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Corporate Ethnography

I follow the use of ethnographic methods outside of anthropology with some interest, although without much real understanding of how its non-anthropological purveyors use it. Now, Grant McCracken at ‘This Blog Sits At …’ offers a lengthy and informative summary of the problems of corporate ethnography. The jist:

… some clients are now treating ethnography as if it were merely for disintermediation, only a way to collapse the distance between the corporation and the corporation [perhaps the method of ethnography?]. In the partial view, the ethnographer becomes, in effect, the marketer’s surrogate, a way for the marketer to see into the life of the consumer, his or her eyes and ears in place. The presumption here is that, with a little more time, the marketer would have gone himself (herself) and would have seen pretty much the same thing. This might be someone struggling with a package they cannot open. Who could miss this? The ethnographer is merely a witness to something so obvious it would have been evident to anyone.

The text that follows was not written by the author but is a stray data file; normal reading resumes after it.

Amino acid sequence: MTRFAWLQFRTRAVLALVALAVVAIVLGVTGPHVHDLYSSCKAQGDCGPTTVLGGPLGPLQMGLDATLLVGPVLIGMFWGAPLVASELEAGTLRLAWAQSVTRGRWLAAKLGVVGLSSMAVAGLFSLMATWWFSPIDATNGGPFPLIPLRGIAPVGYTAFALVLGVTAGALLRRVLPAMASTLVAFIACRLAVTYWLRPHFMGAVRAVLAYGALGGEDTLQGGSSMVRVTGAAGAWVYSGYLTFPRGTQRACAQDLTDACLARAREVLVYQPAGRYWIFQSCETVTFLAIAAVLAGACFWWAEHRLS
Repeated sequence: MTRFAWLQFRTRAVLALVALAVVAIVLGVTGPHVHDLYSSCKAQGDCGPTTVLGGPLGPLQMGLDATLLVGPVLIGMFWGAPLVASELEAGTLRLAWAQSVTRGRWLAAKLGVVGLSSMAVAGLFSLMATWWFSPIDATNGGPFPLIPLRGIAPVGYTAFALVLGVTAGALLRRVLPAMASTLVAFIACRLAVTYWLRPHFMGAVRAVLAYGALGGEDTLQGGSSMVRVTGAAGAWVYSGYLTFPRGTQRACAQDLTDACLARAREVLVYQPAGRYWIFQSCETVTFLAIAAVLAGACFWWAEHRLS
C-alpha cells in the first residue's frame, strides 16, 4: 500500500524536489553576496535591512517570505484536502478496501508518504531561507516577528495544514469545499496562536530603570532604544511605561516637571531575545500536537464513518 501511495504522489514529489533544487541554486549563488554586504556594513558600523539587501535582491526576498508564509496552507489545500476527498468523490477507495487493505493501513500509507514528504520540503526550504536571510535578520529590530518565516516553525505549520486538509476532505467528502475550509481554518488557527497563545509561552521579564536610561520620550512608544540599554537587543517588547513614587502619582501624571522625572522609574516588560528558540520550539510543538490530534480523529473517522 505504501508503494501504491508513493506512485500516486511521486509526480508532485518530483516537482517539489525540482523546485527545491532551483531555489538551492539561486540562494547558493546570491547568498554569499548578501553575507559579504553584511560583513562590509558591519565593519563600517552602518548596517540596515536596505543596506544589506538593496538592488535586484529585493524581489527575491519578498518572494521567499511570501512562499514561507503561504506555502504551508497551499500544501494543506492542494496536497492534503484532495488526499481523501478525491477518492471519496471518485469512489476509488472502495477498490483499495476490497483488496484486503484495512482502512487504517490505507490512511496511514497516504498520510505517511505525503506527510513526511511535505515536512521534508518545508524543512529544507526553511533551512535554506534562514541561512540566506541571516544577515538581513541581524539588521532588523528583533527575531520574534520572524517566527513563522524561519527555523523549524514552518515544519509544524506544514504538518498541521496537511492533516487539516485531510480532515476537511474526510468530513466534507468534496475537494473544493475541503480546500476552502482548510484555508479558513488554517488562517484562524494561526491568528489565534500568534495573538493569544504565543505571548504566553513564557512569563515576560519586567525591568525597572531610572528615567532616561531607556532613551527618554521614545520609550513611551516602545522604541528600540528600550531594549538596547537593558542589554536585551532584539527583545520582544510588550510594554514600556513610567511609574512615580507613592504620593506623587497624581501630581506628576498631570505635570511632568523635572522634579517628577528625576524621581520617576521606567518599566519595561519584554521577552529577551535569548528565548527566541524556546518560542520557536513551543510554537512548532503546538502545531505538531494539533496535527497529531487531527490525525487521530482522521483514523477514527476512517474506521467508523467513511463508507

I have been reminded in comments to my posts (or here) about corporate ethnography that anthropologists can be accused of elitism in our defense of ethnographic methods. I do think, however, that McCracken has identified nicely some of the ways in which corporate ethnographers are falling short. Perhaps his critique will push others to higher standards and to offer anthropologists new ways of thinking about and using ethnography.

There’s lots more in the post.

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